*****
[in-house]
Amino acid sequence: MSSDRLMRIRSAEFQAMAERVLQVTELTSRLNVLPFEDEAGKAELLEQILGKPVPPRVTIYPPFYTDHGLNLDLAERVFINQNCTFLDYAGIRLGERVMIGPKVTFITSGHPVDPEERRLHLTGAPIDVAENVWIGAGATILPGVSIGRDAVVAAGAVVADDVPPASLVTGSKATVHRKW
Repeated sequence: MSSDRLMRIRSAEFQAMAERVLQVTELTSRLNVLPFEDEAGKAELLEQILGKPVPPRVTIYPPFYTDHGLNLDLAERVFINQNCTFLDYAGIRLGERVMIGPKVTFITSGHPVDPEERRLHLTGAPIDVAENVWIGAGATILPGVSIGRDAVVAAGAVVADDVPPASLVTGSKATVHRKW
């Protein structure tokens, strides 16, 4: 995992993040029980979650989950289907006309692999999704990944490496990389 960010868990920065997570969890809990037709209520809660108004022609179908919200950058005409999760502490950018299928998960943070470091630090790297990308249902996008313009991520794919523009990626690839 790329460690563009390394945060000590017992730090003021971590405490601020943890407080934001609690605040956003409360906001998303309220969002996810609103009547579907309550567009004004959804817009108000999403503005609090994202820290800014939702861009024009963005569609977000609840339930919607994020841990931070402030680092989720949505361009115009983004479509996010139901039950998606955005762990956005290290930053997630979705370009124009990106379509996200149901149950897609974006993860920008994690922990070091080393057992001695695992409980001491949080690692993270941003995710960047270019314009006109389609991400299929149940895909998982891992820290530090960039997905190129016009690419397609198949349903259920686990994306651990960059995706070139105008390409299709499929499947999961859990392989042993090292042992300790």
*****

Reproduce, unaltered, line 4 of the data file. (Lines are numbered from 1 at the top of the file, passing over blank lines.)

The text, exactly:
């Protein structure tokens, strides 16, 4: 995992993040029980979650989950289907006309692999999704990944490496990389 960010868990920065997570969890809990037709209520809660108004022609179908919200950058005409999760502490950018299928998960943070470091630090790297990308249902996008313009991520794919523009990626690839 790329460690563009390394945060000590017992730090003021971590405490601020943890407080934001609690605040956003409360906001998303309220969002996810609103009547579907309550567009004004959804817009108000999403503005609090994202820290800014939702861009024009963005569609977000609840339930919607994020841990931070402030680092989720949505361009115009983004479509996010139901039950998606955005762990956005290290930053997630979705370009124009990106379509996200149901149950897609974006993860920008994690922990070091080393057992001695695992409980001491949080690692993270941003995710960047270019314009006109389609991400299929149940895909998982891992820290530090960039997905190129016009690419397609198949349903259920686990994306651990960059995706070139105008390409299709499929499947999961859990392989042993090292042992300790």